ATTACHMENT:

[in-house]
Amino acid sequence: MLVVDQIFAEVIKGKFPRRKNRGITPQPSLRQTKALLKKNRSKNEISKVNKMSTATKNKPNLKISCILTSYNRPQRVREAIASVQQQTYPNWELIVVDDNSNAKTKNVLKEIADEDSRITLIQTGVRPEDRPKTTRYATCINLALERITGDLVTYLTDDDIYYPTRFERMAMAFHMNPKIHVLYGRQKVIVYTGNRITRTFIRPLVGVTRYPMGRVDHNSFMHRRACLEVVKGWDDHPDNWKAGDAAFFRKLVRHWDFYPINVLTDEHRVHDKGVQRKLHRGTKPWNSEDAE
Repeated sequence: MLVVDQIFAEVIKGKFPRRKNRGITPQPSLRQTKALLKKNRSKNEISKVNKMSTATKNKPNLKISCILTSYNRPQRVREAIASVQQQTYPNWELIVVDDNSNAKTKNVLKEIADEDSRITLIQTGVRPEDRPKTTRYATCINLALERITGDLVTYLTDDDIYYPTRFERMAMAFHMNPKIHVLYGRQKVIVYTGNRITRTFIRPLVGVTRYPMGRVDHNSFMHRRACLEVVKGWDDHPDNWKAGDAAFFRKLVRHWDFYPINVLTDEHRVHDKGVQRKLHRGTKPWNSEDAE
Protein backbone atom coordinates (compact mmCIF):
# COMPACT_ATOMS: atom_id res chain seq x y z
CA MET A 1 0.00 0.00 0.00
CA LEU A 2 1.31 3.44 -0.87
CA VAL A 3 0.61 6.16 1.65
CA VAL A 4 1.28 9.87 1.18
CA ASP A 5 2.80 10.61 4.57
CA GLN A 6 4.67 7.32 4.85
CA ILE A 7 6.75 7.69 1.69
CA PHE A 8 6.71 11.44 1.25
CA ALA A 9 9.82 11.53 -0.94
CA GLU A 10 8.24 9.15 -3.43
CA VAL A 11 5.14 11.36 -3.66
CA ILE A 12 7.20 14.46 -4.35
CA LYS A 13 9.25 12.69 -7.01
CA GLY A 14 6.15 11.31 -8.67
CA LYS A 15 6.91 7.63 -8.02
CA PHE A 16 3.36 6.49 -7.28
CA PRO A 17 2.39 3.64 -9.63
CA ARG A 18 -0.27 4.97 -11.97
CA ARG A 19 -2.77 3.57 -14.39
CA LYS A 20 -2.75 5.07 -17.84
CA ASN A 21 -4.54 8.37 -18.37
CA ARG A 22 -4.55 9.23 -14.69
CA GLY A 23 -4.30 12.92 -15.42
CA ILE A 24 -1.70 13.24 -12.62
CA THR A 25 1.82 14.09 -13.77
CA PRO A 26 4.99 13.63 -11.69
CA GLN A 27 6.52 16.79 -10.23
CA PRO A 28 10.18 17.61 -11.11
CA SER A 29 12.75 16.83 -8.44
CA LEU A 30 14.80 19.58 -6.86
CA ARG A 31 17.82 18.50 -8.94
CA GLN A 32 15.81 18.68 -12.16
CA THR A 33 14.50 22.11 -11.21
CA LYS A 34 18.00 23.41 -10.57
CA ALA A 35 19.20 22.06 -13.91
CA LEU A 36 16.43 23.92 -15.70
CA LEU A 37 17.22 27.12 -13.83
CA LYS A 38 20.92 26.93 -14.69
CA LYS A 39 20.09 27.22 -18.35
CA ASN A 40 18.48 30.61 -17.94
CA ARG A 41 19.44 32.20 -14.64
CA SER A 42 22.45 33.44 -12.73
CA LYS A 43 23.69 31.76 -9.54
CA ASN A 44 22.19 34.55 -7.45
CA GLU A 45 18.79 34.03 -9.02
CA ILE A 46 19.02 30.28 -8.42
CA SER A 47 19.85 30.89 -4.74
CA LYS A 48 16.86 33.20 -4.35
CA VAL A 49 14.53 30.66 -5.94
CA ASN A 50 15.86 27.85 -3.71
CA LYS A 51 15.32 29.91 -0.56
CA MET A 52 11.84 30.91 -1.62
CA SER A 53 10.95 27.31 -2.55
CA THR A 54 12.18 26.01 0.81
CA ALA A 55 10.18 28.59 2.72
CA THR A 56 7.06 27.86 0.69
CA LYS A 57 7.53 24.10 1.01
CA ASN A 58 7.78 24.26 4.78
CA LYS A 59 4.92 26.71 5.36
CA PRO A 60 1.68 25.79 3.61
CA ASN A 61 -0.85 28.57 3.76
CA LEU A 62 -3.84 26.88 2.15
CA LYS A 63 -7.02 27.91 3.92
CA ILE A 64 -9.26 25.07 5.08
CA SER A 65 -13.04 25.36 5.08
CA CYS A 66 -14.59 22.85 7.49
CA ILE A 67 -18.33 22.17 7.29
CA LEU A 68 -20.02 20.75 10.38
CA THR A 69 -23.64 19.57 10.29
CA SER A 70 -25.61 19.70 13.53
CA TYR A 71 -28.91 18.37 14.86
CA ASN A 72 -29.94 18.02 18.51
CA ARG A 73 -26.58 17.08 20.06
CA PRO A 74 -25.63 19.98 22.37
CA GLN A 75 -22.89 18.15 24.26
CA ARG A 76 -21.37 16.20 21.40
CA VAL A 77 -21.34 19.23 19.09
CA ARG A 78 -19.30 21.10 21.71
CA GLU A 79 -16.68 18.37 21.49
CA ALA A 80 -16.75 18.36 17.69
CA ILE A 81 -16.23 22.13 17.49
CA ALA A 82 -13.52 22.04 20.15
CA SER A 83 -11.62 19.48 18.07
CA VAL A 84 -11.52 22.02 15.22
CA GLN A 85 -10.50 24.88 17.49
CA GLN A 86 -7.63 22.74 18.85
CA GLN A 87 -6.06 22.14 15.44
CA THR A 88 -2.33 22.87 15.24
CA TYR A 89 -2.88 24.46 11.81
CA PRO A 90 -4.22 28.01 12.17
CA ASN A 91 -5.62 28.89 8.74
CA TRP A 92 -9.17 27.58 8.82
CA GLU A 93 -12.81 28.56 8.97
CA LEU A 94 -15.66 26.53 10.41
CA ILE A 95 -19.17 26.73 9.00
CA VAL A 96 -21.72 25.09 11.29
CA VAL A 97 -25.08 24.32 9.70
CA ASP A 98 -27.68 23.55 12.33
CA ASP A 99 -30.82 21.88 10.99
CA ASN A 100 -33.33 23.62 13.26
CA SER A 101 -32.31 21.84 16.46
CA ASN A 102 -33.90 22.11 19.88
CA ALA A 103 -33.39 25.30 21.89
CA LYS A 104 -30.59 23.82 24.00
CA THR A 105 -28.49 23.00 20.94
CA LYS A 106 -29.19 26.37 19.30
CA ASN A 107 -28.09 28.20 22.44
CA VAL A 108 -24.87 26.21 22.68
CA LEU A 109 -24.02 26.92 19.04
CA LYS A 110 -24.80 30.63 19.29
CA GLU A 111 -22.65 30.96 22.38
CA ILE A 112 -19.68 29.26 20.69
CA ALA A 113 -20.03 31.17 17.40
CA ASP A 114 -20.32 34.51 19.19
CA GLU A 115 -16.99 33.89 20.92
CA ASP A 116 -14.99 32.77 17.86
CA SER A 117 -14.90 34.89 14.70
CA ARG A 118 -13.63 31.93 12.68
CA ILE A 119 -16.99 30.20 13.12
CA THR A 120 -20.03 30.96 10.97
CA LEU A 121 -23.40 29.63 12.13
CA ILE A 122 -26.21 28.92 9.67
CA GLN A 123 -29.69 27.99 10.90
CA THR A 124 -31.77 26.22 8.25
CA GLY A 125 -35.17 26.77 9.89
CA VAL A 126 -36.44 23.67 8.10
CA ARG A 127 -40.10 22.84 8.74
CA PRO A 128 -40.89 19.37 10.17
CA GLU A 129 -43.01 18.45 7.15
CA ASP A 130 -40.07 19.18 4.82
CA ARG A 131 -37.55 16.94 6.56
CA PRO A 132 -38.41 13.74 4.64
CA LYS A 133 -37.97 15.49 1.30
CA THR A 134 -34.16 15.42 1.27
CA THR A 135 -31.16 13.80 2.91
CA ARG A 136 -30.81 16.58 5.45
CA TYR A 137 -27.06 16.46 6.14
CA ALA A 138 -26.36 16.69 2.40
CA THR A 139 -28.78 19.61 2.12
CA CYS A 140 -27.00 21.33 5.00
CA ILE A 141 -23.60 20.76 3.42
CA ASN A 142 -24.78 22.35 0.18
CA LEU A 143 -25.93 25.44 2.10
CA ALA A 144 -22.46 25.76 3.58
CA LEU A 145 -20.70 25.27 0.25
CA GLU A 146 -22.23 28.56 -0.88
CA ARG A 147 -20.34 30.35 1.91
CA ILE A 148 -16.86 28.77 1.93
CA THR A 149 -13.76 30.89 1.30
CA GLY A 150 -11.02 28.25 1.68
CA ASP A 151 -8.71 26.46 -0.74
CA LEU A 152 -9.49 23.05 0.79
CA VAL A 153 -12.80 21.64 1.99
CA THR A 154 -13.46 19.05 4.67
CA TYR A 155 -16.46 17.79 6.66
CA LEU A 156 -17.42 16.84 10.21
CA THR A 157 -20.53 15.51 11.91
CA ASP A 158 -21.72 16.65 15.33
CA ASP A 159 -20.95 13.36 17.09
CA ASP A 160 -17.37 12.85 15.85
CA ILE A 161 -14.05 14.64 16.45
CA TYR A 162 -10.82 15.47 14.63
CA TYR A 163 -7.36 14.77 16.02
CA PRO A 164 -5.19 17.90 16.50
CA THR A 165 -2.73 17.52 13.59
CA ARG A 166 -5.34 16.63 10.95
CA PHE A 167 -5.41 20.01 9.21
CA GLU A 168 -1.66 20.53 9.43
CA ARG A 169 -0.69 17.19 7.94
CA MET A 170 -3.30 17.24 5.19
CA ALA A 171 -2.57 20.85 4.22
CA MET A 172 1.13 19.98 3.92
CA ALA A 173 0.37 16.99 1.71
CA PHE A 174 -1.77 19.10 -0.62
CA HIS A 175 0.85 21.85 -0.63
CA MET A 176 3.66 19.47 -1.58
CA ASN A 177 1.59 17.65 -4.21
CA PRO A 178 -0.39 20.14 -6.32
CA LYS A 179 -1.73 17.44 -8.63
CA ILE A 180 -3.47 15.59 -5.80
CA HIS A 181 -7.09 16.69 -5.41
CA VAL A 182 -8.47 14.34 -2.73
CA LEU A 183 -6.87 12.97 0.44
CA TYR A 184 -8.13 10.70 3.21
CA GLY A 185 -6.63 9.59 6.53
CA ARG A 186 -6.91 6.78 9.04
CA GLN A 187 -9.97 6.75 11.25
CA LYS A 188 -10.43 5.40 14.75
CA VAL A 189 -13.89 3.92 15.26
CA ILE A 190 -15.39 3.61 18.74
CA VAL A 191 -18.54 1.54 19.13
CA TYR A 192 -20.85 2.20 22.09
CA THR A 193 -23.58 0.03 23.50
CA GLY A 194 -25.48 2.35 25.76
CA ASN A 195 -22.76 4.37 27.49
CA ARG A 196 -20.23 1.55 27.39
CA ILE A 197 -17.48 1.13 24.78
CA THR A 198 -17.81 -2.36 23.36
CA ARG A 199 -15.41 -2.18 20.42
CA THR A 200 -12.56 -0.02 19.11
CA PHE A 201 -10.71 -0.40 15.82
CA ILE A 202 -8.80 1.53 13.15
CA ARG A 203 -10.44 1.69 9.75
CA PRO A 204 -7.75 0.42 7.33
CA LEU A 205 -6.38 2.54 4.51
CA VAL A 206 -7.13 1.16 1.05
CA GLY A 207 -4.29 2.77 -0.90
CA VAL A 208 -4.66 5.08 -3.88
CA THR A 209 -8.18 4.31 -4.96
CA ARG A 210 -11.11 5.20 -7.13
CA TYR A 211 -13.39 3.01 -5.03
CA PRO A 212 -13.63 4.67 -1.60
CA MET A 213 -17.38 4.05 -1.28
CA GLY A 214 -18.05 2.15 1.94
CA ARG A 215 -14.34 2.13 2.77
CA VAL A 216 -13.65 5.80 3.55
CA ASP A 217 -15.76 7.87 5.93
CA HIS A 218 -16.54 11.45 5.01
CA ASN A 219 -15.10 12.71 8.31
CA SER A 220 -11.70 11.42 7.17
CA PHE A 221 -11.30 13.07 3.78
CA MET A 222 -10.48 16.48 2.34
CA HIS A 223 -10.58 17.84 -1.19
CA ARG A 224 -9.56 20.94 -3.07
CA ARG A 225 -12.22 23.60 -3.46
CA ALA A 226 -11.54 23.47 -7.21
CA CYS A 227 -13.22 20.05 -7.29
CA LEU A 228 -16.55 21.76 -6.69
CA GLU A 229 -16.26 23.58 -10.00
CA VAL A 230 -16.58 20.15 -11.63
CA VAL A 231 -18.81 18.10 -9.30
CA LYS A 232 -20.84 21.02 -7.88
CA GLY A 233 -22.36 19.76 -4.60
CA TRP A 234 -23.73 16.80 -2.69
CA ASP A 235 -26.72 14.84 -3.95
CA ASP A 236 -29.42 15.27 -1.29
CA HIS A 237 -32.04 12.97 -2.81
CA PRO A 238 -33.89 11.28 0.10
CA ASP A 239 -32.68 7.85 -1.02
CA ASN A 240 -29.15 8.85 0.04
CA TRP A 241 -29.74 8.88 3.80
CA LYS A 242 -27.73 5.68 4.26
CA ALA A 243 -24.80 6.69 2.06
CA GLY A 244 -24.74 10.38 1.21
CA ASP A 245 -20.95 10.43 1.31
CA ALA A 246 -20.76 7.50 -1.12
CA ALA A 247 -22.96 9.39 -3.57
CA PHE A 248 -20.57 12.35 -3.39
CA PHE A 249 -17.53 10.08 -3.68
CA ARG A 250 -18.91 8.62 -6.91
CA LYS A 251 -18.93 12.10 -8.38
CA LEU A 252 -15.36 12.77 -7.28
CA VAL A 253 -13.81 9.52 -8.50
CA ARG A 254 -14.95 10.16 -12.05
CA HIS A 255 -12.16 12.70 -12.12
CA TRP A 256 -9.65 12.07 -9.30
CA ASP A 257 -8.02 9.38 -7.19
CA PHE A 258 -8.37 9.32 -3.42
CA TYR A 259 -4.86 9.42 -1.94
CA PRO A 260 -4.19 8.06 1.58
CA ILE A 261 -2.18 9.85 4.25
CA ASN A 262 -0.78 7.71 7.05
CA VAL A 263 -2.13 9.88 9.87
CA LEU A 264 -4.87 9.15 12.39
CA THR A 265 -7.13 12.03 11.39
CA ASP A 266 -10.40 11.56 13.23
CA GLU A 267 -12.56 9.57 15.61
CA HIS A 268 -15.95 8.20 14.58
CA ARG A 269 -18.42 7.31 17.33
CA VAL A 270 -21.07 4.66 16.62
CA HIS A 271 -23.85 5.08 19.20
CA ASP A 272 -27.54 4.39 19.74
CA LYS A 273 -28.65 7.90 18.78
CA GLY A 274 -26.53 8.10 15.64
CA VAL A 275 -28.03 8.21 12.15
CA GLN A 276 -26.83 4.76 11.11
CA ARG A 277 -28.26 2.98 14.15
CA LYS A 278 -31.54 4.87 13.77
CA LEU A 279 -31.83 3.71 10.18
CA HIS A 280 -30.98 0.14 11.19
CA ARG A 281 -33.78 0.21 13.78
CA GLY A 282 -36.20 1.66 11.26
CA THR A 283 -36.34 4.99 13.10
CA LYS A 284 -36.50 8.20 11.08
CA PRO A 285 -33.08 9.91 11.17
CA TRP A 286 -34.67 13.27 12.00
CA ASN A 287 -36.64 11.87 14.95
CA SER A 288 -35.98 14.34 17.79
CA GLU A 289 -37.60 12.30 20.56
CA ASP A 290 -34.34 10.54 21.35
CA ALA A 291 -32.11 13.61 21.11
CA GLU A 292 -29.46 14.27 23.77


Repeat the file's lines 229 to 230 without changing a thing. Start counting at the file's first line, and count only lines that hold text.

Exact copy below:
CA ARG A 224 -9.56 20.94 -3.07
CA ARG A 225 -12.22 23.60 -3.46